Marsha's creative writing therapy is humorous when used in the overall narrative, but seems out of place when chapters of her fiction are placed in between chapters of Baumbich's novel. Overall, Marsha was my least favorite of the primary characters.

Overall, this is a clean book, and one that I would (and did!) loan to a friend... my mother. :-)

You can find your copy of Divine Appointments here at Barnes and Noble or here at Amazon.  I was forwarded a print copy for free from WaterBrook Multnomah Publishing Group for this review.

Sunday, February 13, 2011

The Pirate Queen, by Patricia Hickman

This was the first of Hickman's books that I have read.  The description on the back cover was interesting enough to cause me to pick it up and start reading.

The Pirate Queen opens with a Southern Living party at the magazine-worthy home of Bender and Saphora Warren.  Saphora is in the midst of plotting her escape from the world in which she lives.  Just as she is about to be free, Bender comes home and informs her that he is dying and he wants her to take him to their vacation home to die.

Hickman's story is a tale of love lost and love found, forgiveness, faith discovered, and family.  The plot was strong and engaging.  I was hooked and didn't want to stop reading before I found out how it all ended.  The characters were well formed and realistic.  The dialogue was also realistic and, with few exceptions, flowed smoothly and did not feel forced.  All in all, this is a well-written novel.

Hickman places Saphora in many situations that are similar to life situations most people face frequently.  It's nice to see Saphora struggle with the choices she must make, and to see her deal with outcomes that she did not want.  It's easy to identify with her as we all do the same in our lives.

Ultimately, I liked The Pirate Queen.  I will certainly encourage others to read it and will be loaning my copy to friends.  It's clean and touches on being spiritual.  I would classify it as a vacation book.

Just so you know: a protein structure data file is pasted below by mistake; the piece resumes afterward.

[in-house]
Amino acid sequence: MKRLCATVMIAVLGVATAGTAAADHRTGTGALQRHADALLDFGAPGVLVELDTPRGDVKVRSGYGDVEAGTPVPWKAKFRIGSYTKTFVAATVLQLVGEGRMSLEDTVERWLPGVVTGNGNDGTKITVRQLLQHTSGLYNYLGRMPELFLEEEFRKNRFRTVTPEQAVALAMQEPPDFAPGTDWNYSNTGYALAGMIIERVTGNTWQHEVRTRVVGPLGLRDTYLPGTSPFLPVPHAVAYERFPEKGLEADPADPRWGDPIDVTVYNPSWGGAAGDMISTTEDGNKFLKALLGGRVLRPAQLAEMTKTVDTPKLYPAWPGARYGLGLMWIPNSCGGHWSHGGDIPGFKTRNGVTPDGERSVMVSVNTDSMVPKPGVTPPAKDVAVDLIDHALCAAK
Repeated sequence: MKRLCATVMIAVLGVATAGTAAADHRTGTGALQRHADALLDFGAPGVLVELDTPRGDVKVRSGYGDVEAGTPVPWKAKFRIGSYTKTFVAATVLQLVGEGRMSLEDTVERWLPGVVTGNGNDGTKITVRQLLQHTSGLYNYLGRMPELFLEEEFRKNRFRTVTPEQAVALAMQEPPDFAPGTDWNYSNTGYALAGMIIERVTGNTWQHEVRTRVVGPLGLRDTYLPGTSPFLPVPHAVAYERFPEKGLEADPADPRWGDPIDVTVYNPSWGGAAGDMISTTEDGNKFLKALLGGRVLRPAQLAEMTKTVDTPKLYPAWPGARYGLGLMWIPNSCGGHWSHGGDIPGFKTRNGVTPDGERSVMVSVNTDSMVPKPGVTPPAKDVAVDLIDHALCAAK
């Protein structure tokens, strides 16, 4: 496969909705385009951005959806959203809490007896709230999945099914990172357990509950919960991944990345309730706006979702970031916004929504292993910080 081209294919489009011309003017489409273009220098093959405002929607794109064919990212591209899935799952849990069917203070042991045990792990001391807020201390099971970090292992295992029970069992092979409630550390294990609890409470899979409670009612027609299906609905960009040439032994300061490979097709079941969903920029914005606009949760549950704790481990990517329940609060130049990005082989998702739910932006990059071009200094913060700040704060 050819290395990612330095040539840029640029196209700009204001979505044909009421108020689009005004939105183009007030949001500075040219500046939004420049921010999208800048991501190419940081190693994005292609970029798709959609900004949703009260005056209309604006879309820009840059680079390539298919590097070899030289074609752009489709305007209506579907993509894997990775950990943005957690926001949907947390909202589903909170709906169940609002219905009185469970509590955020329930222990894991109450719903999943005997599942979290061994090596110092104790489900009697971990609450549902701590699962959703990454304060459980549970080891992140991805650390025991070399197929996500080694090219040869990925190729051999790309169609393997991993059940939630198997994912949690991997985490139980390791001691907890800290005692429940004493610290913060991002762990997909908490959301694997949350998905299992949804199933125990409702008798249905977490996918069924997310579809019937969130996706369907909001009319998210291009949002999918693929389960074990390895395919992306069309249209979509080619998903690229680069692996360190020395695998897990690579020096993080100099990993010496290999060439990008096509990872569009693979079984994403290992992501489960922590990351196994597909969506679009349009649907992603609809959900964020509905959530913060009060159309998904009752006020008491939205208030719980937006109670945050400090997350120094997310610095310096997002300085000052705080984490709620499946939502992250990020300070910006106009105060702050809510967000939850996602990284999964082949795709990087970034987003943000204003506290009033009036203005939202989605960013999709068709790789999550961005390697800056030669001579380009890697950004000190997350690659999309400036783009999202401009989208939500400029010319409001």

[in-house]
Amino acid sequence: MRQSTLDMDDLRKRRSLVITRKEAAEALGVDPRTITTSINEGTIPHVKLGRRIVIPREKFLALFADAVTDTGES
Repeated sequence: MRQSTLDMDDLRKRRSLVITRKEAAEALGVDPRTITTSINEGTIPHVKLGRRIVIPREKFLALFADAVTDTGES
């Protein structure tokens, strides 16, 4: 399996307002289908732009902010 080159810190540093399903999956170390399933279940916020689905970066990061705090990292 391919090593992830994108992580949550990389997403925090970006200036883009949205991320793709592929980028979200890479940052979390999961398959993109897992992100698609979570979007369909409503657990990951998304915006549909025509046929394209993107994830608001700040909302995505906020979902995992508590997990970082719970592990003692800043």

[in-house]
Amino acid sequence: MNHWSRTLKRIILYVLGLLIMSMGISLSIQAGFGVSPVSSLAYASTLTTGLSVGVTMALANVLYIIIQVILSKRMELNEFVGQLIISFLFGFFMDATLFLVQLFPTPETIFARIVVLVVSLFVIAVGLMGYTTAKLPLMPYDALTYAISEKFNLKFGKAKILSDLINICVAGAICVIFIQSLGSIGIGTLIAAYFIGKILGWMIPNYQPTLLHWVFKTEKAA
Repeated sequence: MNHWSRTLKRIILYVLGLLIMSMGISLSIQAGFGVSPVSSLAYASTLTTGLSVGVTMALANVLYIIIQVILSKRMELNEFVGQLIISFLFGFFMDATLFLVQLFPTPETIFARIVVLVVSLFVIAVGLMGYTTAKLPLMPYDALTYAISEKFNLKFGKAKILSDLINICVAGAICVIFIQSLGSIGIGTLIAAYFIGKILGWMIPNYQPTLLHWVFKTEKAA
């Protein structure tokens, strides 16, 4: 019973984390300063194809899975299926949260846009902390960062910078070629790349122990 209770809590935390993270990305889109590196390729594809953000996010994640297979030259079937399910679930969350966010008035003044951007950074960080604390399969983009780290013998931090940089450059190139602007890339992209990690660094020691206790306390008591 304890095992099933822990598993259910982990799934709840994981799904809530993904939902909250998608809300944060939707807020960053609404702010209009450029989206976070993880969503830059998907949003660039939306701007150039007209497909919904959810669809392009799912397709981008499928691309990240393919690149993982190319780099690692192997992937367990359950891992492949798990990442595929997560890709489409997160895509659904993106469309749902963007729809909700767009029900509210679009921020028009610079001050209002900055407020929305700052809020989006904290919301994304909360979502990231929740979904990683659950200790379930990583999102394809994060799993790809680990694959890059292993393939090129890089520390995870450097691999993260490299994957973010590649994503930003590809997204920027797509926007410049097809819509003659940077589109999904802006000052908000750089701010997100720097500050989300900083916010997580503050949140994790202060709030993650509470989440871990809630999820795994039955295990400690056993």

Here's where to find it on Barnes and Noble as an ebook, and here's where to find it on Amazon.  I was forwarded a print copy for free from WaterBrook Multnomah Publishing Group for this review. 

Tuesday, February 8, 2011

Smash Cut, by Sandra Brown; Tough Customer, by Sandra Brown

I've said it many times:  I will pick up and start reading anything.  Most of the time, I enjoy whatever it is and am pleased with my decision to read it.  Occasionally I am thrilled to find a new series or author to add to my ever-growing list of "must-reads."  Rarely does it happen that I regret reading anything.  I may dislike the book, or the author, or the story, but I rarely truly regret reading a novel. 

I borrowed a copy of Sandra Brown's Smash Cut from my mother-in-law.  I've read other novels by Brown and, while not my favorites, they were enjoyable enough.  I considered Brown to be a fairly decent author and her books have been good enough that I would read one when my favorites were between new releases.  Smash Cut was one of the more difficult books for me to finish.  I'm not sure why.  The plot was decent enough, despite being predictable.  The characters were realistic.  It was the type of story I typically enjoy.  There was suspense, murder, romance, etc.  It just fell flat for me this time.  It may have been because the one mystery that wasn't explained in the first half of the novel was the least important.  It could have been my mindset at the time.  I don't know.  I do know that I struggled to finish it.  I would find excuses to put the book down.  I actually read another book while reading this one.  Three days after starting it, I finally finished it.  I felt more relief for having completed it than anything else.

To convince myself that Smash Cut was an anomaly, I began reading the sequel, Tough Customer.  It doesn't continue the entire story, but carries on the characters.  I found it even harder to make myself read and finish.  It seems to me that Brown was nearing her deadline and forced a book that wasn't ready out to print.  It took me longer to finish Tough Customer than it did Smash Cut

I have taken Sandra Brown off my list of back-up authors.  I am sure that, in the future, I will read something of hers and enjoy it, but that day will be a while in coming.  It doesn't happen often, but I have to admit that I regret reading Tough Customer.  I disliked Smash Cut, but it was my own fault that I picked up and began reading Tough Customer.